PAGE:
Sogo/Seibu Tokushima and other 4 stores closed 16:26 on August 31st, a department store owned by a major retailer Seven & i Holdings, Sogo/Seibu will close 4 stores nationwide including Tokushima in 31 days, the last day On the 31st, there are many shoppers who are willing to close their stores. Of these, the Sogo Tokushima store in Tokushima City opened in 1983 as a feature of the redevelopment project in front of the station, and peak sales in the fiscal year ended February 1993 were 44.4 billion yen.
However, sales were slumped due to being pushed by commercial facilities that expanded into the suburbs and the store closed, and on the last day of 31st, close to 400 customers were packed before the opening at 10 am, so the opening time was 15 I made it faster. The final sale was held in the store, and visitors were shopping around the store for the products they were looking for.
With the closing of Sogo, Tokushima Prefecture will be the prefecture with no department stores next to Yamagata Prefecture.
A woman in her 50s from Tokushima City said, “It’s so sad that there are no more fun places. Today I want to go shopping on all floors.” On the 31st, the stores in Otsu, Nishi-ku, Kobe, and Okazaki, Aichi, which are operated by Sogo and Seibu, will also be closed. You will disappear.
Fukushima Nakago is also the last business day
On the other hand, Nakago, a well-established department store in Fukushima City, celebrated the last business day of the 31st and has ended the history of 146 years.
On the 31st, many shoppers lined up in front of the Nakago Fukushima store before the store opened, and at 10am the clerk opened the door and entered the store one after another.
Nakago was founded in 1874 as a kimono shop in Aramachi, Fukushima City, and after changing to a department store, he moved to the front of Fukushima Station in 1973 and continued to operate.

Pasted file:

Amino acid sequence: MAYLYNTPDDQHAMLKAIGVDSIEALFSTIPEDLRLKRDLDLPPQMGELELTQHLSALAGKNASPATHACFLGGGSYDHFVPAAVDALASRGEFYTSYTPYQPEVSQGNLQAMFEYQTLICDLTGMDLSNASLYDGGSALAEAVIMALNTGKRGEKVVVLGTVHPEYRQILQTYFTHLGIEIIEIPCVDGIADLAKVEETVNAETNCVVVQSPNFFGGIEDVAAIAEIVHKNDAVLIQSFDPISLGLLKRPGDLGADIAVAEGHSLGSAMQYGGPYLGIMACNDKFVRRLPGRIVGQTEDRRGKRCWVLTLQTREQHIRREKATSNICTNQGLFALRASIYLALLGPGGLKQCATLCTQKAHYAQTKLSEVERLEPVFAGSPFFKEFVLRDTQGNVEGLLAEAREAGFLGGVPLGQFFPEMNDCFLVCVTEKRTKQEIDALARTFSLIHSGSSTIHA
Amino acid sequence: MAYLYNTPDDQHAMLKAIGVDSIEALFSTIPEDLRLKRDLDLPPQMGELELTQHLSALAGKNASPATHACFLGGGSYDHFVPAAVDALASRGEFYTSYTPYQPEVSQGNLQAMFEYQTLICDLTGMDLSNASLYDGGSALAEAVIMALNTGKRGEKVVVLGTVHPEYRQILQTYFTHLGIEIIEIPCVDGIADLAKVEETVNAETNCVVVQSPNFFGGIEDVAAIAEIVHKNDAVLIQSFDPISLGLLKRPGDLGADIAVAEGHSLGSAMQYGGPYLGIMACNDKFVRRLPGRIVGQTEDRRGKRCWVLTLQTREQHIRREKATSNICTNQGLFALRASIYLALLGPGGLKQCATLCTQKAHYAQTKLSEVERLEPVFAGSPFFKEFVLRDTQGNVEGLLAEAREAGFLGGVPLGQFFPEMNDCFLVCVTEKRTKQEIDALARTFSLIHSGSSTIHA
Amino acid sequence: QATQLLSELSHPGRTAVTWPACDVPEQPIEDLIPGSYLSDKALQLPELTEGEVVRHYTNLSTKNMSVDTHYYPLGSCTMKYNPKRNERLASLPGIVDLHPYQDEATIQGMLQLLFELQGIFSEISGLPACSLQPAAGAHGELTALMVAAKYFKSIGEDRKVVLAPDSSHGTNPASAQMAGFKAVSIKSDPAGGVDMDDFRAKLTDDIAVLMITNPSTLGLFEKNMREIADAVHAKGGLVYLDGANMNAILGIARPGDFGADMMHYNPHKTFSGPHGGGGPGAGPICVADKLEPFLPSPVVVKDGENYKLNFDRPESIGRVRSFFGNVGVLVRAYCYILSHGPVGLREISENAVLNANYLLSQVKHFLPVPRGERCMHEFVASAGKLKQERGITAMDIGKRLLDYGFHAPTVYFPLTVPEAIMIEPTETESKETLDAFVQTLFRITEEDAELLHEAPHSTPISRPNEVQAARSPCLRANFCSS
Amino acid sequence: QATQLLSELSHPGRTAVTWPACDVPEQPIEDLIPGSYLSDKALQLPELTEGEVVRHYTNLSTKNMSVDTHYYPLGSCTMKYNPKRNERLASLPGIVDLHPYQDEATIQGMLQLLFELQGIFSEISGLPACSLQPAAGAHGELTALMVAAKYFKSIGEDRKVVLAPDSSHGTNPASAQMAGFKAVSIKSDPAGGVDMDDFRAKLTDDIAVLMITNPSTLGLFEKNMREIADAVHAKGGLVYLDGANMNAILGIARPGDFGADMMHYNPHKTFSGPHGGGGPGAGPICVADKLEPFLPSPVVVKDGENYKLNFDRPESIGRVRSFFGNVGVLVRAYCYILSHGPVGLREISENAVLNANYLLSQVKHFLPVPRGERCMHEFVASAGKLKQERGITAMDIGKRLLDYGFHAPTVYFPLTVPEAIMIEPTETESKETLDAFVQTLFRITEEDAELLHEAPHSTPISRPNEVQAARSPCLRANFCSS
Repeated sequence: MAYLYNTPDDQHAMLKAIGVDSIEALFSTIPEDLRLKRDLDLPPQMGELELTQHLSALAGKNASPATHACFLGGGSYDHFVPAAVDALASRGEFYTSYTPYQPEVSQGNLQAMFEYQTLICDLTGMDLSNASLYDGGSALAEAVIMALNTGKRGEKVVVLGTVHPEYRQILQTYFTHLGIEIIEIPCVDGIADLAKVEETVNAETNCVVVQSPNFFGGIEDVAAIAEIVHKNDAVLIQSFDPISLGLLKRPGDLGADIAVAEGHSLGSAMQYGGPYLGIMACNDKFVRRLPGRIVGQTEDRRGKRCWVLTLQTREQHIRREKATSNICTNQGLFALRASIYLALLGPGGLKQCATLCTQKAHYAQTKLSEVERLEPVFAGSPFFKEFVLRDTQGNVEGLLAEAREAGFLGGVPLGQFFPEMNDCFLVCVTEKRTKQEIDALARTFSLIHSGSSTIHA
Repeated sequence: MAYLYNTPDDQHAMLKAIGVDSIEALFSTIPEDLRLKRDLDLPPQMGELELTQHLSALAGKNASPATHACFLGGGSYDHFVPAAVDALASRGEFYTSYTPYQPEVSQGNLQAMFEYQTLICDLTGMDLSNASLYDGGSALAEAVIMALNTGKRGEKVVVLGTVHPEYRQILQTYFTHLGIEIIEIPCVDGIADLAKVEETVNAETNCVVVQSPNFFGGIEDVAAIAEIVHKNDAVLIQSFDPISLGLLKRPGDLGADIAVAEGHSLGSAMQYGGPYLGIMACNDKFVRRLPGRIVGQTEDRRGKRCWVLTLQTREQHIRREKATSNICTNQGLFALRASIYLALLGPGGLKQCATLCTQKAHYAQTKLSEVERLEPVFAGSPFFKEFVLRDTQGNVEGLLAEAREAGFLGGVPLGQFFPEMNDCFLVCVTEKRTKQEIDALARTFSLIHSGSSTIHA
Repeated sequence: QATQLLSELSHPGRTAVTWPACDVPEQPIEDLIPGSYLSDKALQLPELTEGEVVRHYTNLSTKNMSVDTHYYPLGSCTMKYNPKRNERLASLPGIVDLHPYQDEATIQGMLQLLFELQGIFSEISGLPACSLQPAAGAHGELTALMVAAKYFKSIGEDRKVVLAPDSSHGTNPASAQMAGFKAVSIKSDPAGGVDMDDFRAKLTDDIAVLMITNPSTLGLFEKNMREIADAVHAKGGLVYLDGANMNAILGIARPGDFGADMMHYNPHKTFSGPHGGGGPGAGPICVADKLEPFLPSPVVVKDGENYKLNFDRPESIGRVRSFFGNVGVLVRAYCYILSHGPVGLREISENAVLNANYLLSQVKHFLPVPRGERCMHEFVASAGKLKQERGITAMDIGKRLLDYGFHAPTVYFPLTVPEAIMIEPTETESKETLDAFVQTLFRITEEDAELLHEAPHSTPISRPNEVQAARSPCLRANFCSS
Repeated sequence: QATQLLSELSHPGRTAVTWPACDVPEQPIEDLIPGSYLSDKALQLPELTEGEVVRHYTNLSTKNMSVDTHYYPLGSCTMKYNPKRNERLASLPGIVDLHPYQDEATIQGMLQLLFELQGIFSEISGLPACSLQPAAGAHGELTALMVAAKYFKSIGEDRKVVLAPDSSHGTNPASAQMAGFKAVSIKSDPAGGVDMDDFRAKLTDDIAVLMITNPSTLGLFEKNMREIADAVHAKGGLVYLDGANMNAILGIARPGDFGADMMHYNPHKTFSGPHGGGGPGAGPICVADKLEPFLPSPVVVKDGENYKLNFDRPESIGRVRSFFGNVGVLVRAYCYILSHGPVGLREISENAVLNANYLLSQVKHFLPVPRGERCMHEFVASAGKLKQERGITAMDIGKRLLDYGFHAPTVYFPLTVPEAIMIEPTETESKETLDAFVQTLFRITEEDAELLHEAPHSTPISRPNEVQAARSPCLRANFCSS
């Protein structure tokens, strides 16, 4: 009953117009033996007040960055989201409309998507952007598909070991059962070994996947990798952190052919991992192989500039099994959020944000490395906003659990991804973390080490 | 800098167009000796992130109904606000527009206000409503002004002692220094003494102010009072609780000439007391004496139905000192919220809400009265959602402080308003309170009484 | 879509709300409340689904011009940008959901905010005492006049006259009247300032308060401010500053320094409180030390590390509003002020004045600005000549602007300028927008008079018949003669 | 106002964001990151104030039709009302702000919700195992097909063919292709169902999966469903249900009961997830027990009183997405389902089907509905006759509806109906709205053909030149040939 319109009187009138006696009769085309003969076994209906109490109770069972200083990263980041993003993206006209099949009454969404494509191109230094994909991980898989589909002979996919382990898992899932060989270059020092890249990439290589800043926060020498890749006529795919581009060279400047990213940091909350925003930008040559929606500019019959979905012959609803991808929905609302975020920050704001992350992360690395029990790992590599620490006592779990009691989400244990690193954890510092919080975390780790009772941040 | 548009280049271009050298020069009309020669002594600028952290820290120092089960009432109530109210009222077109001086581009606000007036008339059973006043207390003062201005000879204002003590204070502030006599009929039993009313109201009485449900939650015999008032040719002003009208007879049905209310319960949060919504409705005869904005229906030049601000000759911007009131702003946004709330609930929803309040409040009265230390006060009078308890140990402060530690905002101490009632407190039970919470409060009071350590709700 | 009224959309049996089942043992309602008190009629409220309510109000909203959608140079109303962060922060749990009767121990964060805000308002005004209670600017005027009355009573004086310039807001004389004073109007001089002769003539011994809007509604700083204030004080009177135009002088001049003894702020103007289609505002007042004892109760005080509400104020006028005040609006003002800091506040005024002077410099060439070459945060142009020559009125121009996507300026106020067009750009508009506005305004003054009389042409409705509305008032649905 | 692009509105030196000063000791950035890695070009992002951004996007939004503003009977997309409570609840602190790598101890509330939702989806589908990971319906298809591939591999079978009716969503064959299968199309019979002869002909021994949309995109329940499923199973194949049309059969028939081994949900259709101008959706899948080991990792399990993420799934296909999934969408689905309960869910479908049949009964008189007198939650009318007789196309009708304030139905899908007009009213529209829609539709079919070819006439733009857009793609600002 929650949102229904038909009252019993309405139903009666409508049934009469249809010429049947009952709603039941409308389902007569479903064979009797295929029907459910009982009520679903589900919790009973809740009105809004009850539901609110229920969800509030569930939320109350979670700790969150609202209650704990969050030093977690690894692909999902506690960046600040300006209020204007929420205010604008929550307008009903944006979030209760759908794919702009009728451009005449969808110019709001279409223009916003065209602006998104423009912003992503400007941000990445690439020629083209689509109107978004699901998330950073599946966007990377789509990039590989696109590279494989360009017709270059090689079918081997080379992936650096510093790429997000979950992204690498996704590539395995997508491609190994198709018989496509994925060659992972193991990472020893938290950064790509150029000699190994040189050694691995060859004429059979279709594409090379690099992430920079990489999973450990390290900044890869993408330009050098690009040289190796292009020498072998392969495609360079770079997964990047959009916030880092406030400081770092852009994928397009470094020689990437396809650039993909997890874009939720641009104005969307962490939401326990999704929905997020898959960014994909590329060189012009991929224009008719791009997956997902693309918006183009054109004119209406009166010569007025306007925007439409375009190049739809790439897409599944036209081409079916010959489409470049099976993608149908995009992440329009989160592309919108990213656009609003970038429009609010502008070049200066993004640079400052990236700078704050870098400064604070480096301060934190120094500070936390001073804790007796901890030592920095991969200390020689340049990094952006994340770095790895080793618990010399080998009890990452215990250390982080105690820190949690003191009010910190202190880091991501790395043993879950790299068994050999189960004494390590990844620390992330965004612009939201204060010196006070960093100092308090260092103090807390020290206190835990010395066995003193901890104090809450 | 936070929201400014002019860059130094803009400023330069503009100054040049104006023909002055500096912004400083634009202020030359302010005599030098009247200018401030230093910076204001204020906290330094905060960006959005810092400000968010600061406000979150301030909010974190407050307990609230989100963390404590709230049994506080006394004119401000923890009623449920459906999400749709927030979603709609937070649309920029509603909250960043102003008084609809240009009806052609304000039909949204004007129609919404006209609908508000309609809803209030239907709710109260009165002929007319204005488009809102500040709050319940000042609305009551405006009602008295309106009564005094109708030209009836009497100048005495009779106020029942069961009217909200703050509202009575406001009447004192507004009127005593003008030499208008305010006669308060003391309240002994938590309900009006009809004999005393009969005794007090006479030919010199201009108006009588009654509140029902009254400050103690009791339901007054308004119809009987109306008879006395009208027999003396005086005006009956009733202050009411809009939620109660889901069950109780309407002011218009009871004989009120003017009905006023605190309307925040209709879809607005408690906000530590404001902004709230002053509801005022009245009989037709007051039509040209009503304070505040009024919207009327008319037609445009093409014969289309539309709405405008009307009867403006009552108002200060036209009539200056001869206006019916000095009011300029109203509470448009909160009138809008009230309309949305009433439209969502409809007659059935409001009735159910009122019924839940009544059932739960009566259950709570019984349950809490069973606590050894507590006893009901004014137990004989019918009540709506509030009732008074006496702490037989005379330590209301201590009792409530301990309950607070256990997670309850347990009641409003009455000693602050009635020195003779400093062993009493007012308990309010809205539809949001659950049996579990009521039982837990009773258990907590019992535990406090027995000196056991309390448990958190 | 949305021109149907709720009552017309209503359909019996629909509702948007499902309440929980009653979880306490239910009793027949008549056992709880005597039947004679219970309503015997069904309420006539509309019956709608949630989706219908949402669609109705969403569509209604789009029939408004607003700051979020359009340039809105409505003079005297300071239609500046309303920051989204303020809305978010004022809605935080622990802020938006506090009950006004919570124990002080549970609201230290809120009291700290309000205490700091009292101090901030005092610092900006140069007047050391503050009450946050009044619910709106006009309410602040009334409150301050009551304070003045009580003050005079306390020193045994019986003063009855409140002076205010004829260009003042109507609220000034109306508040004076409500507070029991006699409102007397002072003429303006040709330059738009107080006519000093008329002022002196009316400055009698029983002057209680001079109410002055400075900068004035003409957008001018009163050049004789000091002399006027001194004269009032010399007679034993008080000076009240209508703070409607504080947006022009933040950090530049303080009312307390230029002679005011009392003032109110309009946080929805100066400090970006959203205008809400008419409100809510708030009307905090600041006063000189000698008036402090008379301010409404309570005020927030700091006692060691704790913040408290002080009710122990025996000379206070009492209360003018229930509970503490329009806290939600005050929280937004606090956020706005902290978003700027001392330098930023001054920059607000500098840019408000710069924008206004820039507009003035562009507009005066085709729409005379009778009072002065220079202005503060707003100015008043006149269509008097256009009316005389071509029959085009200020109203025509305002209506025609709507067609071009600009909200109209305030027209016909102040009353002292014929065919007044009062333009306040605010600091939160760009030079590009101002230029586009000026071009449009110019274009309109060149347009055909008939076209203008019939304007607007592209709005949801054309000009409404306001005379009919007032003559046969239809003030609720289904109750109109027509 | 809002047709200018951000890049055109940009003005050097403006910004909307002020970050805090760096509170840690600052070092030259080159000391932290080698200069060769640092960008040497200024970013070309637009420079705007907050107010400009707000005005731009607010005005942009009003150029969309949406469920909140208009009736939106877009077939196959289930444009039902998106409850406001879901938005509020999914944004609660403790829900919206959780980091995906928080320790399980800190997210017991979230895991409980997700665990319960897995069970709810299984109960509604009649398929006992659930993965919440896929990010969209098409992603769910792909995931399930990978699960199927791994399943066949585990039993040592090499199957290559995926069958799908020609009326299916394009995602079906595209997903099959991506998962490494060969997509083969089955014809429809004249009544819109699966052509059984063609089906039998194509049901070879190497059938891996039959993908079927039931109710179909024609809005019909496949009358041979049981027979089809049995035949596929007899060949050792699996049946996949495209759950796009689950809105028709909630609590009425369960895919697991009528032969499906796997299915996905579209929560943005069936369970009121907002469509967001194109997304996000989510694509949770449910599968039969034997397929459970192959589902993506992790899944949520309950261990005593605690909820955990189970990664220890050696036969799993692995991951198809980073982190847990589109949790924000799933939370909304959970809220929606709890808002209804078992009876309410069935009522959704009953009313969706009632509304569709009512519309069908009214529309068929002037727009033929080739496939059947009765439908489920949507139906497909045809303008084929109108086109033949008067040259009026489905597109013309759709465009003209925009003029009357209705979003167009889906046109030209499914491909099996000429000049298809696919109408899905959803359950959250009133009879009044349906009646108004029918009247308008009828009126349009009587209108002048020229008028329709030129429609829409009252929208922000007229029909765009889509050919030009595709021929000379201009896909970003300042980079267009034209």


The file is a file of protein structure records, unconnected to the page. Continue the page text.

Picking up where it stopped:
However, sales declined due to population decline and competition with other commercial facilities, and the store in Aizuwakamatsu was closed in 2010, and the Fukushima store was also closed due to the redevelopment plan in front of the station.
In front of the store, there is a countboard that shows the number of days until the end of business, and some people took photos to spare their remnants.
Nakago closed at 7:00 pm on the 31st, opened the curtain on the history of 146 years, and the company is going through the procedure of liquidation.
An 86-year-old woman in the city said, “I used to come to buy clothes since the store opened. I’m sorry, but I want to tell all employees that it has been difficult for many years.”
The background of the difficult department store
The department store industry is exposed to severe competition from large-scale commercial facilities and online shopping in addition to population decline, and the challenge is how to recover profitability while being affected by the new coronavirus.
According to the Japan Department Stores Association, the sales of department stores nationwide for the past year were 5,754.7 billion yen, a decrease of more than 40% from the peak of 9,713.0 billion yen in 1991.
This is due to the aging of the baby boomer generation, which was the main customer segment of department stores, and the push by shopping malls and online shopping in the suburbs.
In particular, the predicament of local stores, where the population is declining rapidly, is noticeable.
According to the Japan Department Stores Association, the number of department stores nationwide was 203 as of the end of last month, which is 26 stores compared to the same period three years ago and 60 stores 10 years ago.
On the other hand, in urban stores, sales of cosmetics and luxury brands for foreign tourists were strong, supporting the earnings of each company.
However, due to the new coronavirus, sales to foreign tourists last month fell by 88.7% compared to the same month last year.
With the business environment rapidly deteriorating not only in rural areas but also in urban areas, department store companies are being forced to reassess their business operations, such as further closing stores with reduced profitability.